Tags: AT&T, e-commerce, financial services, Google Wallet, Isis, launch, Michael Abbot, mobile, Near Field Communication, NFC, Payments, PayPal, September, Sprint, Square, Starbucks, T-Mobile, Verizon Wireless.
Posted 08/30/2012 at 9:47 AM
Posted 4 years ago
So, after many deliberations, security concerns and issues with the processing of transactions between carriers and credit card companies, mobile payment system Isis is finally set to launch. According to a news report put out by Bloomberg, the joint venture (JV) between AT&T Inc., Verizon Wireless and T-Mobile Inc., will make its debut this September (2012), well over a year since it was first launched.
When the roll out starts next month, Isis will initially be made available in Salt Lake City, Utah and Austin, Texas; Salt Lake City being chosen as Isis is partnered with the Utah Transit Authority and Austin selected for what Isis CEO Michael Abbot said in a statement published last year by the NFC Times was its “tech-savvy consumers and merchants”.
But is the September debut worth getting excited about? I mean the NFC (Near Field Communication) technology used for Isis is no longer a cause for much excitement, and Isis itself has been around for almost two years.
NFC no longer a force
A few years ago, before the formation of Isis, NFC was being hailed as the future, the technology that could see mobile payments do away with cash altogether; however, various hardware problems and impracticability has seen the technology take a back seat to other, better designed methods of paying by phone. A good example of NFC alternatives is Square’s mobile wallet app which lets you find registered merchants using GPS and Google Maps and pay hands-free. Square has also recently teamed up with Starbucks – the coffee chain investing $25 million in the company.
According to a story at VentureBeat, global e-commerce giant PayPal are also investing in mobile payment solutions and have partnered with Discovered financial services to bring PayPal to seven million stores in the United States by 2013.
On the NFC front, the biggest rival to Isis is Google Wallet, a payment system that has the advantage of coming to market earlier, but has worryingly failed to make any impact. Isis will have the advantage of being owned by three leading carriers, while Google Wallet is partnered with only Sprint.
Ever since NFC came to being, there have been many in the media ready to proclaim cash and card payments as being “dead”. However, with so many safety concerns surrounding mobile payments, our current favored methods of paying for goods shouldn’t be looking over their shoulders just yet.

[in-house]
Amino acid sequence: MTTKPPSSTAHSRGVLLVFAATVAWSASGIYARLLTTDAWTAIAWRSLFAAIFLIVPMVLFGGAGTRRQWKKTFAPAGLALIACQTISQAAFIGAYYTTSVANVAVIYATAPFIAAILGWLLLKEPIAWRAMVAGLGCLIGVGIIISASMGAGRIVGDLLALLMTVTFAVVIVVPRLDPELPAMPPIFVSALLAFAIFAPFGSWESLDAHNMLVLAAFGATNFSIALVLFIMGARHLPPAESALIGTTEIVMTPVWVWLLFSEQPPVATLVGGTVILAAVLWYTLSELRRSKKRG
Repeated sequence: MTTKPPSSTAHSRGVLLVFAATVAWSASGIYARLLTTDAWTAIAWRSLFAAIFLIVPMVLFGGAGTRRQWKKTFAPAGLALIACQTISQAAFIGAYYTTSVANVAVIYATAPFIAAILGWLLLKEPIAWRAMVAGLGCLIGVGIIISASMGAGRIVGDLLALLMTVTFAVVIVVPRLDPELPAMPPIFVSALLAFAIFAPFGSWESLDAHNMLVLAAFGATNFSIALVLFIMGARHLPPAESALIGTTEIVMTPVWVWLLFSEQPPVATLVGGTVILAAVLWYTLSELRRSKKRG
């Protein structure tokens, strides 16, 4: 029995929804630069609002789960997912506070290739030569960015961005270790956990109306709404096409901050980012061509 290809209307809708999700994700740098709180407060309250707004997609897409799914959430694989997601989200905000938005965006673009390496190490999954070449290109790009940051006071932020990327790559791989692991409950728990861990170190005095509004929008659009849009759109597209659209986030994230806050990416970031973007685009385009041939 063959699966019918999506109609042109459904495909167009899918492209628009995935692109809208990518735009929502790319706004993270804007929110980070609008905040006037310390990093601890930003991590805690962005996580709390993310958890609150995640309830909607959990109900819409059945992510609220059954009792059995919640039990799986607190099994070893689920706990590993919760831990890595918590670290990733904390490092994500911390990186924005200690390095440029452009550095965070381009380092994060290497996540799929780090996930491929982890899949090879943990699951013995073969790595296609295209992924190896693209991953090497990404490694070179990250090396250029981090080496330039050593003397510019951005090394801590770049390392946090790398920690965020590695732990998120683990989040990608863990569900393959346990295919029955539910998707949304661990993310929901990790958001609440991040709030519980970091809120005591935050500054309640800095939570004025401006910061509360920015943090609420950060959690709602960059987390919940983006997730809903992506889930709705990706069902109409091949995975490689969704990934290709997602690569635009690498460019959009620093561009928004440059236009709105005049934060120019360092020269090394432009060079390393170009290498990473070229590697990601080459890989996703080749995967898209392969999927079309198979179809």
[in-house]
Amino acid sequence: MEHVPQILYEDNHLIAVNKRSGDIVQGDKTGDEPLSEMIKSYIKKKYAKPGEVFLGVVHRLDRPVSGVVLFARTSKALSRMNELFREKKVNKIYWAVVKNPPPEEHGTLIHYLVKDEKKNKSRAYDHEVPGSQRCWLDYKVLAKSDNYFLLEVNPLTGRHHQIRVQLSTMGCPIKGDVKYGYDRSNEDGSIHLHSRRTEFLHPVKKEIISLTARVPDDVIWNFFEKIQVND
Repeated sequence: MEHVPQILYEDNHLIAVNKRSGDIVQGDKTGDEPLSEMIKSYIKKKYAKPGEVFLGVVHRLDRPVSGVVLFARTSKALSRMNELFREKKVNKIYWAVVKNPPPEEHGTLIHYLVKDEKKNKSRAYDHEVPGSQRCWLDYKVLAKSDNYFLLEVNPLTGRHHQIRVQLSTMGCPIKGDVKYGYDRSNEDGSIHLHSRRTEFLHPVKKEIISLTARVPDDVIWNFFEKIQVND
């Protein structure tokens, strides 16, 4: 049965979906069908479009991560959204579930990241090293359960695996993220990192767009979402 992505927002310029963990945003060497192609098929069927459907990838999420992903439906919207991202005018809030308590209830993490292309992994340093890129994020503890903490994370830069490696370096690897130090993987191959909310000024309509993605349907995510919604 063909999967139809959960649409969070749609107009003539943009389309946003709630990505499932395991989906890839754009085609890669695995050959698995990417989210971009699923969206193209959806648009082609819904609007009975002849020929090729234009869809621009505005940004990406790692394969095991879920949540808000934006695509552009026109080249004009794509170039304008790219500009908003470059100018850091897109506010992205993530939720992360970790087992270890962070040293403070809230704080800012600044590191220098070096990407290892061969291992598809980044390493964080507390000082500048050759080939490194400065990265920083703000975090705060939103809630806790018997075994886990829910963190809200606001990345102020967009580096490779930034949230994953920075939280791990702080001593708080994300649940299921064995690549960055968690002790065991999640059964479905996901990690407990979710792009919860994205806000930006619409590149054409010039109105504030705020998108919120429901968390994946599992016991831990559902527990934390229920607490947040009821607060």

Swiping credit cards is something we have done, and trusted, for years, and does not require much more effort than swiping a phone. Also, while using cash is never totally a secure way of paying for things, it requires a person to physically approach you and take your money. Mobile payments have people scared of identity theft. As founder of Javelin Strategy and Research Jim Van Dyke says in an interview with Bankrate.com, “Before America starts paying for everything via their mobile phones; there are some bugs that need to get ironed out. The biggest one is security, people think about safety and identity theft and all that all the time.”
He goes on, “Right now, there are major vulnerabilities in some mobile payments systems that could make customers reluctant to use them. That’s particularly true of the mobile apps that retailers such as Starbucks have created. When you have a phone with a Starbucks payment app, generally speaking that thing is in the ‘on’ position all the time.”
“It’s like walking through a parking lot and that car’s engine is running all the time and it is open. So if you leave your phone around and, assuming it is not password-protected, that app is ready for you to just charge away.”
When it launches next month, there is certainly room for Isis to exist in the mobile payments realm; however, becoming a success is far from guaranteed.